Sunday, November 19, 2006

Kharak No Halwo

You require:
Kharak (dry dates): 500 gms, Milk: about a liter, Ghee (clarified butter): about 300 gms, Condensed milk: 200 ml, sugar: very little, about 3-4 tbsp

Servings: about 12-15 (enough for one week :-) )

Preparation time: lots


  1. Soak the kharak in milk for about 24 hrs. Kharak will absorb most of the milk and will swell due to it.
  2. One by one, remove the seeds from the swollen kharaks. This will be pretty quick as kharak will be pretty soft after soaking.
  3. Grate this seedless kharak in a mixer-grinder. Don't grate very finely, but just enough so that no big pieces are visible.
  4. Take the grated kharak in a pot, preferably non-stick. The pot should be big enough for easy stirring.
  5. Add about half of the ghee and cook on high flame for about 5 mins with constant vigorous stirring.
  6. Lower the flame and add condensed milk and the remaining ghee. Stirring should not be stopped.
  7. Cook on a low flame (not lowest) for about 30-35 mins till the mixture turns a thick brown in color. If you find kharak sticking to the bottom, add more ghee and stir. Remember, stirring is the key.
  8. After 30 mins or so, the halwa is ready, taste for sugar and add according to taste.
  9. From here, continue cooking on a lower flame for a few more mins if you want your halwa soft or you could turn off the flame right away.
  10. Garnish with cashew nuts or some other dry fruit.
  11. Eat and stove the rest in refrigerator.

Generation Gap- Revisited

This is in part, a continuation of my previous post. In family matters Coomy treats her step-father- Nariman Vakeel very shabbily. One of the reasons is that Nariman became her step-father at the late age of 11, so she didn't have the child-father feelings for her. But the major reason was that though Nariman had married Yasmin, he could not forget Lucy which was the woman he loved. Lucy was always there in his mind and he had not accepted his married life whole-heartedly. He went to such lengths to meet Lucy which would be considered nothing short of scandalous. Chaeteu felicity was constantly strained- so were Nariman's relations with the family.

What child could be expected to love her father if she cannot respect him. It is possible for adults to love someone in spite of shortcomings; but for children it is a different case. Children see in their father a man who is perfect, who is all powerful, who can do nothing wrong and who is the answer to all their questions. But when parents fight and children watch them abusing and hitting each other, it is the children who suffer. The image of perfect parent is shattered. Forever.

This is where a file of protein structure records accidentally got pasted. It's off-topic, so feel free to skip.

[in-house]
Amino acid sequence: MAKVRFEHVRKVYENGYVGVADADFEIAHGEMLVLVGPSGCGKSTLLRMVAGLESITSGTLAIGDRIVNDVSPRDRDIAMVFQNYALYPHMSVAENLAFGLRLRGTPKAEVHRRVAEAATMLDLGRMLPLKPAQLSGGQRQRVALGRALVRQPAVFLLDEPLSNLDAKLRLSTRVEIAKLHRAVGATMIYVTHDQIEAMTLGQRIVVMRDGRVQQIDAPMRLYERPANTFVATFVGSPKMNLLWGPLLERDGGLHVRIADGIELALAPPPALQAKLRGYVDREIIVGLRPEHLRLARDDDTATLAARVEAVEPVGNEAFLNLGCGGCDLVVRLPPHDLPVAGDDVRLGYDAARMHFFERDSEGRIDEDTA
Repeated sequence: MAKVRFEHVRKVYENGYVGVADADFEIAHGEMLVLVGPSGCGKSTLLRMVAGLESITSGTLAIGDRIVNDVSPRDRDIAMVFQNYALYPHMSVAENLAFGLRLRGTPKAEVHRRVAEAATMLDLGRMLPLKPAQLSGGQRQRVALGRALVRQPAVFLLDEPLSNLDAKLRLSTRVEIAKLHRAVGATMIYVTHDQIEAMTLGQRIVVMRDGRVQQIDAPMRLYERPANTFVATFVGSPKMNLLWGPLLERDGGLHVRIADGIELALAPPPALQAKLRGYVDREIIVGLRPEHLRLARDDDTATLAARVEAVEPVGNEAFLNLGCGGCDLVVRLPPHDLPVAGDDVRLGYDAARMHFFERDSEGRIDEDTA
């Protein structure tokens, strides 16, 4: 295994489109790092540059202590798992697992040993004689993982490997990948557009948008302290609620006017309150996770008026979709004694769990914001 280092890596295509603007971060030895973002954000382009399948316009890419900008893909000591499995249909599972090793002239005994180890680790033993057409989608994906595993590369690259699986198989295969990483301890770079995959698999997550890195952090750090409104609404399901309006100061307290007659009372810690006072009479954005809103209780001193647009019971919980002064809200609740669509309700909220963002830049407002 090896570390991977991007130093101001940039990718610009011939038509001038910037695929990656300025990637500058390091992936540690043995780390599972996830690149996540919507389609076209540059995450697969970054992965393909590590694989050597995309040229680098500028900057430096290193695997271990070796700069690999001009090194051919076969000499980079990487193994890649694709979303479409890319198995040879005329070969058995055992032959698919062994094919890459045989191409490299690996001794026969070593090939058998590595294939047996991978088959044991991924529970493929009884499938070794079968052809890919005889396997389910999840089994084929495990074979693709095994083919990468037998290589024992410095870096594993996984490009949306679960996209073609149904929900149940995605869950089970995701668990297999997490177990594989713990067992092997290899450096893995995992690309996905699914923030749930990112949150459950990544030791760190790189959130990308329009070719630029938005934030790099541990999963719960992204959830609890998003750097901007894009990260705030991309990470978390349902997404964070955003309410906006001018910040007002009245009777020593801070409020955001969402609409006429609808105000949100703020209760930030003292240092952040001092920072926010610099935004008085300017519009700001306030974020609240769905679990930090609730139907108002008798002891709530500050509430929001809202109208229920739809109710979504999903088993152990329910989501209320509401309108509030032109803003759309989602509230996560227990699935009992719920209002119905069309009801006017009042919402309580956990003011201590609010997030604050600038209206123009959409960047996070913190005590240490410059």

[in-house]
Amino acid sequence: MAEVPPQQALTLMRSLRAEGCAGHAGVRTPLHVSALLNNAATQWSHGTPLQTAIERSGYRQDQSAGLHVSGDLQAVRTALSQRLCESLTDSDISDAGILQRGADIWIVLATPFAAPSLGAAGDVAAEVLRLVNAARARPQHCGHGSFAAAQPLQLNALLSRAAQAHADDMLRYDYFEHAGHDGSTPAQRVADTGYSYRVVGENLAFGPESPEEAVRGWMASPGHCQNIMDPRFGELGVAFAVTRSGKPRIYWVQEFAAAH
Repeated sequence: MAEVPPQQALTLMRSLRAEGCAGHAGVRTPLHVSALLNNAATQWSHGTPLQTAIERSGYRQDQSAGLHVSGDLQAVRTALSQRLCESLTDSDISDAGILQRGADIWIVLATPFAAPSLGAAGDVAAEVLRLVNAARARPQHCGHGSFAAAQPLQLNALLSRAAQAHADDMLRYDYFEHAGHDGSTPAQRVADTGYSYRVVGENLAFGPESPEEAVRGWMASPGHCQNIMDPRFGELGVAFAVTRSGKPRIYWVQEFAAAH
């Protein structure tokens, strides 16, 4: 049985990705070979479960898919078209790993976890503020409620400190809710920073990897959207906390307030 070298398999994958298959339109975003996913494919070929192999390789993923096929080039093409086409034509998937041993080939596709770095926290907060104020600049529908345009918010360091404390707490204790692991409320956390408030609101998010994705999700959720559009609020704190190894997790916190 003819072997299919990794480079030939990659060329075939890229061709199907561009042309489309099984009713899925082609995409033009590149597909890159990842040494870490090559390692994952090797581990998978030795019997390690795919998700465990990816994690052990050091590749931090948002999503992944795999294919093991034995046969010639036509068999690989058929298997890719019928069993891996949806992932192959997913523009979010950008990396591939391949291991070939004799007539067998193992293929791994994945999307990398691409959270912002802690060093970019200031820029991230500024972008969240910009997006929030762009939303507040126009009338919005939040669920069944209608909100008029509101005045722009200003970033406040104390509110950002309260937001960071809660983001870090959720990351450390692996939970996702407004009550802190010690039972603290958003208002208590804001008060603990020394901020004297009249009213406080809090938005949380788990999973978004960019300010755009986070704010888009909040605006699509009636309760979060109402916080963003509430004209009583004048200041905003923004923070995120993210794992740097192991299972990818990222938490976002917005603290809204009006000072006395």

Coomy draws her hatred from this. Nariman, on his part does not make any conscious effort to build the bridges with his children which he is intentionally or otherwise burning. Coomy holds Nariman responsible for her mother's death. Anyone in Coomy's position would do that. With this past, can Coomy be expected to nurse her bed-ridden step-father? One would say that time heals, so Coomy would also forget the past and become friends with Nariman. But she does nothing of the sort. She is too human for that. And fate treats her appropriately in the end but that is a different story.

Please read this summary before proceeding:

"Story of Pao" is the most critically acclaimed film produced in Vietnam
during 2006. It centers on a young girl, Pao, a member of an ethnic
minority group living in the Vietnamese highlands. By recalling Pao's
memories of her parents and their emotional life, the film deftly explores
the concept of love from different points of view." Courtesy: Christina Skourou

In stark contrast to Coomy is Pao. The woman whom Pao's father married could not conceive. Her infertility was almost a curse in the highlands. So Pao's father brought home another woman- Mrs Kim who bore Pao and her younger brother. Mrs Kim would not live with Pao, instead she left them all after living with them for a short while. Pao grows up resenting the presence of Mrs Kim in the house. She is oblivious to the fact that Mrs Kim lover her father too much to live with them.

Pao falls in love with a guy from the local market. Let us call this guy A. Shortly after Pao finds that Pao's mother (not Mrs Kim) loves A's father. This discovery shatters Pao and she becomes more and more withdrawn. The mother, with her conscience heavy, disappears under mysterious circumstances. Pao's father and the rest assume she has died. The death affects Pao's father badly and he takes to drinking heavily. Pao's world is disappearing in front of her eyes. What does she do?

She decides to find and bring Mrs Kim, her biological mother back- for her father. Not for her and not for her brother but her sick and weak father. She is gone from her home for weeks and faces many difficulties but she is finally able to track Mrs Kim; only to find out that she is living with another man. Defeated and hopeless, she prepares to return to her village- empty handed. While returning, she finds that her mother who is living with A's father. She had not died. But escaped with her love!